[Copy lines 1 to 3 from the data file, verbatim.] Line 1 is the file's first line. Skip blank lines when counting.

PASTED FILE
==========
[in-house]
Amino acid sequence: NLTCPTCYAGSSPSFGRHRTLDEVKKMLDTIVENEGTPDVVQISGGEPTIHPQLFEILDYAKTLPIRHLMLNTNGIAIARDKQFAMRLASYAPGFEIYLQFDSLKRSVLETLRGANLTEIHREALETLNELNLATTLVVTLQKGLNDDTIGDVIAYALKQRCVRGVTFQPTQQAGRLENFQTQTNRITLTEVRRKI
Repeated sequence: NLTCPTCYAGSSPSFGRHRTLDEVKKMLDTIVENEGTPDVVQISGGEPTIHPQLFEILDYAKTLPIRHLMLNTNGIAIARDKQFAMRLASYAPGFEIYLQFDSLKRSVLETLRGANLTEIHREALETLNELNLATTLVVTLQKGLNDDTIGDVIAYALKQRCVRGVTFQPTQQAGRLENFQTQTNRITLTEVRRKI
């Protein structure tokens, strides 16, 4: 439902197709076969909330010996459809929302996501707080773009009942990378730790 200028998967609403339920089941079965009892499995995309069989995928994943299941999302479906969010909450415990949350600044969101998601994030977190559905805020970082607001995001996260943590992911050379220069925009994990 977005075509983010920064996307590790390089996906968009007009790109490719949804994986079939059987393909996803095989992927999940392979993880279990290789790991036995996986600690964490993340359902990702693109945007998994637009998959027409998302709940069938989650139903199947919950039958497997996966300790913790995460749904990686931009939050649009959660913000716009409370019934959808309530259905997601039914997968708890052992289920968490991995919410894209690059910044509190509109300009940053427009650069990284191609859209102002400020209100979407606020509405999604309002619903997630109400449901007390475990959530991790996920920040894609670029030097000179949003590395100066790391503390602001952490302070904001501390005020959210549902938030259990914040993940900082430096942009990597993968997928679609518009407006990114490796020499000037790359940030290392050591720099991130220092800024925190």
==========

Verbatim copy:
[in-house]
Amino acid sequence: NLTCPTCYAGSSPSFGRHRTLDEVKKMLDTIVENEGTPDVVQISGGEPTIHPQLFEILDYAKTLPIRHLMLNTNGIAIARDKQFAMRLASYAPGFEIYLQFDSLKRSVLETLRGANLTEIHREALETLNELNLATTLVVTLQKGLNDDTIGDVIAYALKQRCVRGVTFQPTQQAGRLENFQTQTNRITLTEVRRKI
Repeated sequence: NLTCPTCYAGSSPSFGRHRTLDEVKKMLDTIVENEGTPDVVQISGGEPTIHPQLFEILDYAKTLPIRHLMLNTNGIAIARDKQFAMRLASYAPGFEIYLQFDSLKRSVLETLRGANLTEIHREALETLNELNLATTLVVTLQKGLNDDTIGDVIAYALKQRCVRGVTFQPTQQAGRLENFQTQTNRITLTEVRRKI